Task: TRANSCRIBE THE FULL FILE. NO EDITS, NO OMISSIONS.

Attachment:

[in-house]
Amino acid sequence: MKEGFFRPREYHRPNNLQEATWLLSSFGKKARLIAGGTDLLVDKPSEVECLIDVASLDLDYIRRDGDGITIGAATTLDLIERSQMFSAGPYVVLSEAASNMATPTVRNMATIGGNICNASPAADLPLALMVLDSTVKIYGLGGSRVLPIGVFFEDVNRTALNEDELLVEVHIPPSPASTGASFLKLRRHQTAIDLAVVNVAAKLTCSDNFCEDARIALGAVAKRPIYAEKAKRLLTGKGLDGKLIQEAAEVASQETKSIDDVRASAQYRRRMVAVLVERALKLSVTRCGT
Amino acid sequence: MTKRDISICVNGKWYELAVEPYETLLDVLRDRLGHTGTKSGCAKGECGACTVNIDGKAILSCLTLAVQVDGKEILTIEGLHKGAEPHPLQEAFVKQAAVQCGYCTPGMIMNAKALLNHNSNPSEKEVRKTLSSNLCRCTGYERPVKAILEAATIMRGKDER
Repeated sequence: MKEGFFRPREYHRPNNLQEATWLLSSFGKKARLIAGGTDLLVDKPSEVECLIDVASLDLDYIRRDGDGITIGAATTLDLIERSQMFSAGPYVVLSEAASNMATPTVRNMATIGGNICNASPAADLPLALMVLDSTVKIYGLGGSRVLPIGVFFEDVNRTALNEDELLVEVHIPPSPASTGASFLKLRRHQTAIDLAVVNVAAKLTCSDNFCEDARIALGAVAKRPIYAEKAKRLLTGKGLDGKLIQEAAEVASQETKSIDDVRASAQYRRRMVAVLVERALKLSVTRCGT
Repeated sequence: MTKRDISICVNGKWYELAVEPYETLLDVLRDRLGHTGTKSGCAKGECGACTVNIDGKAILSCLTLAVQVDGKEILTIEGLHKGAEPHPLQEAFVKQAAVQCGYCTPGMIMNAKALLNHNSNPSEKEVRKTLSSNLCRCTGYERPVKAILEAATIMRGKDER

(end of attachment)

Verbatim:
[in-house]
Amino acid sequence: MKEGFFRPREYHRPNNLQEATWLLSSFGKKARLIAGGTDLLVDKPSEVECLIDVASLDLDYIRRDGDGITIGAATTLDLIERSQMFSAGPYVVLSEAASNMATPTVRNMATIGGNICNASPAADLPLALMVLDSTVKIYGLGGSRVLPIGVFFEDVNRTALNEDELLVEVHIPPSPASTGASFLKLRRHQTAIDLAVVNVAAKLTCSDNFCEDARIALGAVAKRPIYAEKAKRLLTGKGLDGKLIQEAAEVASQETKSIDDVRASAQYRRRMVAVLVERALKLSVTRCGT
Amino acid sequence: MTKRDISICVNGKWYELAVEPYETLLDVLRDRLGHTGTKSGCAKGECGACTVNIDGKAILSCLTLAVQVDGKEILTIEGLHKGAEPHPLQEAFVKQAAVQCGYCTPGMIMNAKALLNHNSNPSEKEVRKTLSSNLCRCTGYERPVKAILEAATIMRGKDER
Repeated sequence: MKEGFFRPREYHRPNNLQEATWLLSSFGKKARLIAGGTDLLVDKPSEVECLIDVASLDLDYIRRDGDGITIGAATTLDLIERSQMFSAGPYVVLSEAASNMATPTVRNMATIGGNICNASPAADLPLALMVLDSTVKIYGLGGSRVLPIGVFFEDVNRTALNEDELLVEVHIPPSPASTGASFLKLRRHQTAIDLAVVNVAAKLTCSDNFCEDARIALGAVAKRPIYAEKAKRLLTGKGLDGKLIQEAAEVASQETKSIDDVRASAQYRRRMVAVLVERALKLSVTRCGT
Repeated sequence: MTKRDISICVNGKWYELAVEPYETLLDVLRDRLGHTGTKSGCAKGECGACTVNIDGKAILSCLTLAVQVDGKEILTIEGLHKGAEPHPLQEAFVKQAAVQCGYCTPGMIMNAKALLNHNSNPSEKEVRKTLSSNLCRCTGYERPVKAILEAATIMRGKDER